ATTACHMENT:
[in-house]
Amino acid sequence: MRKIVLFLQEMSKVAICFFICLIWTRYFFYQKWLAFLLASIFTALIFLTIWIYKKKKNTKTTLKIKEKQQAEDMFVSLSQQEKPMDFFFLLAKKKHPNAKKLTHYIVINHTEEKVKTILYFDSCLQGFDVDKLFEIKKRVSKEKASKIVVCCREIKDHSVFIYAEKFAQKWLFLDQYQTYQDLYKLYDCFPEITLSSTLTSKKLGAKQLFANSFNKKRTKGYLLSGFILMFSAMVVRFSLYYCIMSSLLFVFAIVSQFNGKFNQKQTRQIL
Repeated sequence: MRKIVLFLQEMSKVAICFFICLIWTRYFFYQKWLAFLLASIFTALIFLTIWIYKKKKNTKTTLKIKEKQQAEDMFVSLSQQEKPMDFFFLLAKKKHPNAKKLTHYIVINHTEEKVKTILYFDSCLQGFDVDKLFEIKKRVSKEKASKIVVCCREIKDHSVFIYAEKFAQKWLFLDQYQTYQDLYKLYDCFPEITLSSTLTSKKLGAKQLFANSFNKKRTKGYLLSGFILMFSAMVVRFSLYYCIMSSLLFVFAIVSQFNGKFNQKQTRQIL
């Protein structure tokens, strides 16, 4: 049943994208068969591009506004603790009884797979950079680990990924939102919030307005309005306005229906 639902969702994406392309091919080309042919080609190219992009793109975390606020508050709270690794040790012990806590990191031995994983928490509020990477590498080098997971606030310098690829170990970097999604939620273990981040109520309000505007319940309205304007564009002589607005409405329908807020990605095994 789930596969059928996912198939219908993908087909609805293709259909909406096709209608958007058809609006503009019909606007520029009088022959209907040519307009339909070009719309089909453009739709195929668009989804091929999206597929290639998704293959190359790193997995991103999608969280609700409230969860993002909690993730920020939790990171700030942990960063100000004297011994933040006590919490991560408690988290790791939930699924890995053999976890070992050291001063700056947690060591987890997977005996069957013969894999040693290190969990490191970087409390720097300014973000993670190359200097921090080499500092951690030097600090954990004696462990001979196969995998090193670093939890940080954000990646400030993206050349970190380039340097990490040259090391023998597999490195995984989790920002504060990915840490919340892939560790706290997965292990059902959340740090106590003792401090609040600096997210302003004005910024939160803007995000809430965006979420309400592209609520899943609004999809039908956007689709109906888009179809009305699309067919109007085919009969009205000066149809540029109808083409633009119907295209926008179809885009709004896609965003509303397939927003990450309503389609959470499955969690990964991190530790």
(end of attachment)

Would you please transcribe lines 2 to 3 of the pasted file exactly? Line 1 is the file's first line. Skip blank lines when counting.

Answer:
Amino acid sequence: MRKIVLFLQEMSKVAICFFICLIWTRYFFYQKWLAFLLASIFTALIFLTIWIYKKKKNTKTTLKIKEKQQAEDMFVSLSQQEKPMDFFFLLAKKKHPNAKKLTHYIVINHTEEKVKTILYFDSCLQGFDVDKLFEIKKRVSKEKASKIVVCCREIKDHSVFIYAEKFAQKWLFLDQYQTYQDLYKLYDCFPEITLSSTLTSKKLGAKQLFANSFNKKRTKGYLLSGFILMFSAMVVRFSLYYCIMSSLLFVFAIVSQFNGKFNQKQTRQIL
Repeated sequence: MRKIVLFLQEMSKVAICFFICLIWTRYFFYQKWLAFLLASIFTALIFLTIWIYKKKKNTKTTLKIKEKQQAEDMFVSLSQQEKPMDFFFLLAKKKHPNAKKLTHYIVINHTEEKVKTILYFDSCLQGFDVDKLFEIKKRVSKEKASKIVVCCREIKDHSVFIYAEKFAQKWLFLDQYQTYQDLYKLYDCFPEITLSSTLTSKKLGAKQLFANSFNKKRTKGYLLSGFILMFSAMVVRFSLYYCIMSSLLFVFAIVSQFNGKFNQKQTRQIL